|Mary Duffy, 1966|
Over the last while, I have been learning Spanish and have discovered the benefits of a limited vocabulary. However, true to my nature, I found myself edgy in class, bored and staring out the window. Over thirty years since I left school, and nothing much has changed.
When I was a teeny tot and asked to repeat by rote “Éirigh mé ar maidin ar a hocht a chlog. Nigh mé mo aghaidh agus mo dhá lámh….The rote didn’t allow for me to have no arms or to stray from where I am supposed to have risen at eight o'clock in the morning, washed my face and both hands. I remember being hauled up in front of the class of 45 pupils and made to clarify my “error” when I tried to manipulate the words I had and to deny that I had washed both my hands. I got garbled and ended up saying I had a hundred hands. My limited vocabularia then either didn't allow me to change the words and make them true for me. I remember the crushing effect of being forced to deny my reality. I wasn’t let sit back down again until I had agreed I washed both my hands every morning on rising.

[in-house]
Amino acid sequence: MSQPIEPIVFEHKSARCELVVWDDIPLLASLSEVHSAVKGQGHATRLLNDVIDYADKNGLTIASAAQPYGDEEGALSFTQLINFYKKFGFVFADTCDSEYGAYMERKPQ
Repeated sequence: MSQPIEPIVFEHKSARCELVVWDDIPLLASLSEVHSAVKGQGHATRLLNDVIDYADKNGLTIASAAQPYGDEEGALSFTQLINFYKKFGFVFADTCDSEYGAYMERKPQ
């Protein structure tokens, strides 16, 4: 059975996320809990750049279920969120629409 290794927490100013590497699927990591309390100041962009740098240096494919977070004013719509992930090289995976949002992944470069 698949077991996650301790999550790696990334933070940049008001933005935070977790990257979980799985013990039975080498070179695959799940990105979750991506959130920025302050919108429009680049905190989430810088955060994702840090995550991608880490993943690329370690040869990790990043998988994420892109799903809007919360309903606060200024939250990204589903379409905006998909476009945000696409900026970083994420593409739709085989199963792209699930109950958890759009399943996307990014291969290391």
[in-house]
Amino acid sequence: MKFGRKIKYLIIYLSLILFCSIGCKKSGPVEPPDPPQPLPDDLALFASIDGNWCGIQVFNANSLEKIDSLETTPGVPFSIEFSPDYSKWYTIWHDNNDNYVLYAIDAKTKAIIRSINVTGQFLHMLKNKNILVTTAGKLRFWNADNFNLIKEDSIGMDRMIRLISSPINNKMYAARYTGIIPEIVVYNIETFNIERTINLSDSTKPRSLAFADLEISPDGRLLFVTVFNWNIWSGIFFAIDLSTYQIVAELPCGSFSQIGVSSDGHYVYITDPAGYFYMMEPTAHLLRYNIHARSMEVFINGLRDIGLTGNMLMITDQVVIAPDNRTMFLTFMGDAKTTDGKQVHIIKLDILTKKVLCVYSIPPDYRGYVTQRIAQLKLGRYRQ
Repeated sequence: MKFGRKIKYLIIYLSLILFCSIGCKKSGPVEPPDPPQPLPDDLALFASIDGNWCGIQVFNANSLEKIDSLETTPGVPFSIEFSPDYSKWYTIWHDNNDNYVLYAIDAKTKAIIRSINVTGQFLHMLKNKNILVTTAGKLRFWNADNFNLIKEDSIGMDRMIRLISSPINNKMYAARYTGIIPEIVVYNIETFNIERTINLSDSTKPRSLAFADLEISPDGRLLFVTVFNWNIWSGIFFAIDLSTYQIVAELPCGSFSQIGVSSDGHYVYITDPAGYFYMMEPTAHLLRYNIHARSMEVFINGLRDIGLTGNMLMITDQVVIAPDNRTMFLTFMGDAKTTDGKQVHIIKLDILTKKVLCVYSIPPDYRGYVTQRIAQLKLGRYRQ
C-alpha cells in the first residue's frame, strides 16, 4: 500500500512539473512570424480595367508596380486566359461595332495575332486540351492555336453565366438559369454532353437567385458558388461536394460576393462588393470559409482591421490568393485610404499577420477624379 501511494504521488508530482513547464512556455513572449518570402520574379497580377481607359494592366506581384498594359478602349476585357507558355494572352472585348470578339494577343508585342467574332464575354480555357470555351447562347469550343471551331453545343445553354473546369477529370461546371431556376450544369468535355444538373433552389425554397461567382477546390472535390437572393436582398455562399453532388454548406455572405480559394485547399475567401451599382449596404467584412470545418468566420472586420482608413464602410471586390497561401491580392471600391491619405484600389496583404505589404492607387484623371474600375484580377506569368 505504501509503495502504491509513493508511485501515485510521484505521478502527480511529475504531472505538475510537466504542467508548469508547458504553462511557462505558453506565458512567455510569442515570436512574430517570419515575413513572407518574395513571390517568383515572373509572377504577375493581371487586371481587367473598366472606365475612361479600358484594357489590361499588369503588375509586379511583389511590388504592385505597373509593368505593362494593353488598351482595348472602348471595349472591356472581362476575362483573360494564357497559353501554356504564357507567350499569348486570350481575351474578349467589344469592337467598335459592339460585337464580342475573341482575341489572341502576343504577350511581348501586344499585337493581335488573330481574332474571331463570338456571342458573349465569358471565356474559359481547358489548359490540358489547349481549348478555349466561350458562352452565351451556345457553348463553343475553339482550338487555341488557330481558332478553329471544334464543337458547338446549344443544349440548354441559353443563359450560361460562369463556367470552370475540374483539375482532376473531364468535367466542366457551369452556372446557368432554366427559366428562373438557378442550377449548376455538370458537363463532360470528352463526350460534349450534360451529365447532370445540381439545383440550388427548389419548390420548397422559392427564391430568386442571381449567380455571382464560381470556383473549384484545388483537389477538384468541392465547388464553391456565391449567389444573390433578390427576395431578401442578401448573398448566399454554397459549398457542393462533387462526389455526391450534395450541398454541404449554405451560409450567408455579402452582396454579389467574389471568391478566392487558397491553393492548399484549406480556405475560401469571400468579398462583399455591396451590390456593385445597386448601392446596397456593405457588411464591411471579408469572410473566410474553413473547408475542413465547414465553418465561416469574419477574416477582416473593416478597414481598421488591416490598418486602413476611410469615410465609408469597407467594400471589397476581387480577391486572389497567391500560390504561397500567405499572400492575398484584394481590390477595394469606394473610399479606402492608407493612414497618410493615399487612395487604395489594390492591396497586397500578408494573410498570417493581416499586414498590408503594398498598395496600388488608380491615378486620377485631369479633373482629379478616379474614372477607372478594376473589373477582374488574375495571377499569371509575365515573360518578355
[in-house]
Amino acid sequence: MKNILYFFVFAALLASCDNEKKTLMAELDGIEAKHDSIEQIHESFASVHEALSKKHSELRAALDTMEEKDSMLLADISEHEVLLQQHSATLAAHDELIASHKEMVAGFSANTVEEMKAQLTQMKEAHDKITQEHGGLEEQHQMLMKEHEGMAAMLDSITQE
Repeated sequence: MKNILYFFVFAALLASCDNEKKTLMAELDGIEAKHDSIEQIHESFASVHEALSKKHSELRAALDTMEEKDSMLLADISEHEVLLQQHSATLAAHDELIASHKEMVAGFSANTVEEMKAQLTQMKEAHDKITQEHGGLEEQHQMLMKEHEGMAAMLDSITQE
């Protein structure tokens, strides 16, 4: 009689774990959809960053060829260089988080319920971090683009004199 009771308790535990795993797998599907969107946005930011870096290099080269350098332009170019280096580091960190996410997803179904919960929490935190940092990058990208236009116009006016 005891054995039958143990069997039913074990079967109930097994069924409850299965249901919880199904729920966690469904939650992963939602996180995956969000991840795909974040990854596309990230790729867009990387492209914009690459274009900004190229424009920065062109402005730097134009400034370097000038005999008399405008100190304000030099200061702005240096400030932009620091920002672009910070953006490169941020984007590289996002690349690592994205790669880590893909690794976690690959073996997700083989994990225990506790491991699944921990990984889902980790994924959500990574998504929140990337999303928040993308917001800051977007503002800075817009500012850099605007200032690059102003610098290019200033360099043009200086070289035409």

In my Spanish class every day I was reminded of this experience as we had to report to our teacher what we had done before coming to the class. There was a lot of “Tengo una ducha y lavarse el pelo…” I don't have a lot of hair to wash and I hate showering, and so participating in the recitation of our morning rituals made me bold, and dare I say, revengeful, as I always wanted to be when I was five years old. For some reason, I was always last to be asked in this class, and there is only so many showers and hair washes …. (vocabularia was muy limitada) So, I made up stories worthy of my five year old self…. Me fue mordido por un tiburón pequeño en el puerto esta mañana antes del desayuno... I was bitten by a small shark on my leg while I had my early morning swim in the harbour....Siorc beag ionsaí orm sa chuan ar maidin roimh an bricfeasta. Oh, yes, and those of you who were schoolchildren then can correct me and say I didn't add that I "say my prayers". Somethings never do change.
|La Tormenta, La Gomera|